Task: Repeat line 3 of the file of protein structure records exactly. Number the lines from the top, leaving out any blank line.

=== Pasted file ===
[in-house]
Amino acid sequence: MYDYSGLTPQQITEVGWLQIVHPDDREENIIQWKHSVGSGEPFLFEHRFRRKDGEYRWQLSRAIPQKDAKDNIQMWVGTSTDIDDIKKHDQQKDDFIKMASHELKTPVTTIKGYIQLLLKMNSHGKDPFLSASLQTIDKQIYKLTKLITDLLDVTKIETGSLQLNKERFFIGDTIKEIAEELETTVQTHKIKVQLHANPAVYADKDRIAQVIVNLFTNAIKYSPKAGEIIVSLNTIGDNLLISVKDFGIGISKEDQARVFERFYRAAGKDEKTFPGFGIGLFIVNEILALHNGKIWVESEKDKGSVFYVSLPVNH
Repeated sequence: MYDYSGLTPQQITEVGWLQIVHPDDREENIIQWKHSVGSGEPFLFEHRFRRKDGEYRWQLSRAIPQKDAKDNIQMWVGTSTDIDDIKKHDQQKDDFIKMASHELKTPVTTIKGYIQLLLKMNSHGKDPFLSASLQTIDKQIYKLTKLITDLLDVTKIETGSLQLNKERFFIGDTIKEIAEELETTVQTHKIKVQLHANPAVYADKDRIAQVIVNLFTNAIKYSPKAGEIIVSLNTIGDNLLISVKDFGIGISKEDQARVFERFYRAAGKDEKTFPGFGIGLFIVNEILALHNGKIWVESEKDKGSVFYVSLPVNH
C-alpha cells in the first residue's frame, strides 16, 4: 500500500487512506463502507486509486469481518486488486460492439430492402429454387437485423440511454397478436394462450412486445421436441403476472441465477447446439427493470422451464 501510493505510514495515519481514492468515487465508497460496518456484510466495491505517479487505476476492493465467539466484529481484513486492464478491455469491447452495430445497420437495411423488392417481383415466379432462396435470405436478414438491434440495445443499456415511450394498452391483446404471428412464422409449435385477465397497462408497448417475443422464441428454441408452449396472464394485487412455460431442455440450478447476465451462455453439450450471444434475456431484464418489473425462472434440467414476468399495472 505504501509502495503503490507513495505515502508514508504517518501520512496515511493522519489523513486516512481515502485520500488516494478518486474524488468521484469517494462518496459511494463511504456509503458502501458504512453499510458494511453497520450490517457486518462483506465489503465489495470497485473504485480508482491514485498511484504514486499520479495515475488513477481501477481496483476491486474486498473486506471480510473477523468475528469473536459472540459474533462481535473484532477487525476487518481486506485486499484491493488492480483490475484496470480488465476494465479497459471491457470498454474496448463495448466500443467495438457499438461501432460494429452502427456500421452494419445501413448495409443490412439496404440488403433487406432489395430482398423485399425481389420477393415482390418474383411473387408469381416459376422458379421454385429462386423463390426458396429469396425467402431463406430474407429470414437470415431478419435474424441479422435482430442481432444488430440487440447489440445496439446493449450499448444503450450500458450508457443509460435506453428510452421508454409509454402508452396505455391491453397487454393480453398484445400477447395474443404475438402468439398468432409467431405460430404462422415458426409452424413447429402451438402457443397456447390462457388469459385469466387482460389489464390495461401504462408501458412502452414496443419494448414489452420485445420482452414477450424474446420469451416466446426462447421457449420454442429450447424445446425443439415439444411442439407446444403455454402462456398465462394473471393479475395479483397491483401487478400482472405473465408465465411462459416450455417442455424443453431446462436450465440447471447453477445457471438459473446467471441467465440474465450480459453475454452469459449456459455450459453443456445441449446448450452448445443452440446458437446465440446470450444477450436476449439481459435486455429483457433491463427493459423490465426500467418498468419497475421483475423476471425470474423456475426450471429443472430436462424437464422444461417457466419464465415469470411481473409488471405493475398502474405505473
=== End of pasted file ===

Repeated sequence: MYDYSGLTPQQITEVGWLQIVHPDDREENIIQWKHSVGSGEPFLFEHRFRRKDGEYRWQLSRAIPQKDAKDNIQMWVGTSTDIDDIKKHDQQKDDFIKMASHELKTPVTTIKGYIQLLLKMNSHGKDPFLSASLQTIDKQIYKLTKLITDLLDVTKIETGSLQLNKERFFIGDTIKEIAEELETTVQTHKIKVQLHANPAVYADKDRIAQVIVNLFTNAIKYSPKAGEIIVSLNTIGDNLLISVKDFGIGISKEDQARVFERFYRAAGKDEKTFPGFGIGLFIVNEILALHNGKIWVESEKDKGSVFYVSLPVNH